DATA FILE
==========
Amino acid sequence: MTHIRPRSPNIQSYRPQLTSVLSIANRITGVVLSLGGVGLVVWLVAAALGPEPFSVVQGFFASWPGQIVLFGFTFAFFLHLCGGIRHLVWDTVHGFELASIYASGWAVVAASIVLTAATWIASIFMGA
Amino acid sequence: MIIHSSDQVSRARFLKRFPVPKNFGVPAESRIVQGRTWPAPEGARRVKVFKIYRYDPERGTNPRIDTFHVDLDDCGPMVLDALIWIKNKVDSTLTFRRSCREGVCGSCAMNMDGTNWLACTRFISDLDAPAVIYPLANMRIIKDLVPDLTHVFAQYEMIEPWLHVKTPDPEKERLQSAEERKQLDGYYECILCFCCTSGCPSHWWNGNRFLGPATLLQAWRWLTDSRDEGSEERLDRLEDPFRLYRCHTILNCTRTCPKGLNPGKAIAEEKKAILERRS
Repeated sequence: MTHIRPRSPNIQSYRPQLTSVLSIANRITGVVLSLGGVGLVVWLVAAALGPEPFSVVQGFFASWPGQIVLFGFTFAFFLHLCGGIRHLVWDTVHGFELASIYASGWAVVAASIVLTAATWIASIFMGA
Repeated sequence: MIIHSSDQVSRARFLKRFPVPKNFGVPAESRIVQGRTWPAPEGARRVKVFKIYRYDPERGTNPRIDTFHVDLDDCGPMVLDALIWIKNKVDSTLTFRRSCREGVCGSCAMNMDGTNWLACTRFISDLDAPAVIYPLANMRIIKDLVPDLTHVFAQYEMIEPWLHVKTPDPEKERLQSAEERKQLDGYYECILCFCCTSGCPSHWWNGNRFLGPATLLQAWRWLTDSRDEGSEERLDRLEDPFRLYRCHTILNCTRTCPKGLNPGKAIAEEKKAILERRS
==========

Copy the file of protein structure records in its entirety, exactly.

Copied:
Amino acid sequence: MTHIRPRSPNIQSYRPQLTSVLSIANRITGVVLSLGGVGLVVWLVAAALGPEPFSVVQGFFASWPGQIVLFGFTFAFFLHLCGGIRHLVWDTVHGFELASIYASGWAVVAASIVLTAATWIASIFMGA
Amino acid sequence: MIIHSSDQVSRARFLKRFPVPKNFGVPAESRIVQGRTWPAPEGARRVKVFKIYRYDPERGTNPRIDTFHVDLDDCGPMVLDALIWIKNKVDSTLTFRRSCREGVCGSCAMNMDGTNWLACTRFISDLDAPAVIYPLANMRIIKDLVPDLTHVFAQYEMIEPWLHVKTPDPEKERLQSAEERKQLDGYYECILCFCCTSGCPSHWWNGNRFLGPATLLQAWRWLTDSRDEGSEERLDRLEDPFRLYRCHTILNCTRTCPKGLNPGKAIAEEKKAILERRS
Repeated sequence: MTHIRPRSPNIQSYRPQLTSVLSIANRITGVVLSLGGVGLVVWLVAAALGPEPFSVVQGFFASWPGQIVLFGFTFAFFLHLCGGIRHLVWDTVHGFELASIYASGWAVVAASIVLTAATWIASIFMGA
Repeated sequence: MIIHSSDQVSRARFLKRFPVPKNFGVPAESRIVQGRTWPAPEGARRVKVFKIYRYDPERGTNPRIDTFHVDLDDCGPMVLDALIWIKNKVDSTLTFRRSCREGVCGSCAMNMDGTNWLACTRFISDLDAPAVIYPLANMRIIKDLVPDLTHVFAQYEMIEPWLHVKTPDPEKERLQSAEERKQLDGYYECILCFCCTSGCPSHWWNGNRFLGPATLLQAWRWLTDSRDEGSEERLDRLEDPFRLYRCHTILNCTRTCPKGLNPGKAIAEEKKAILERRS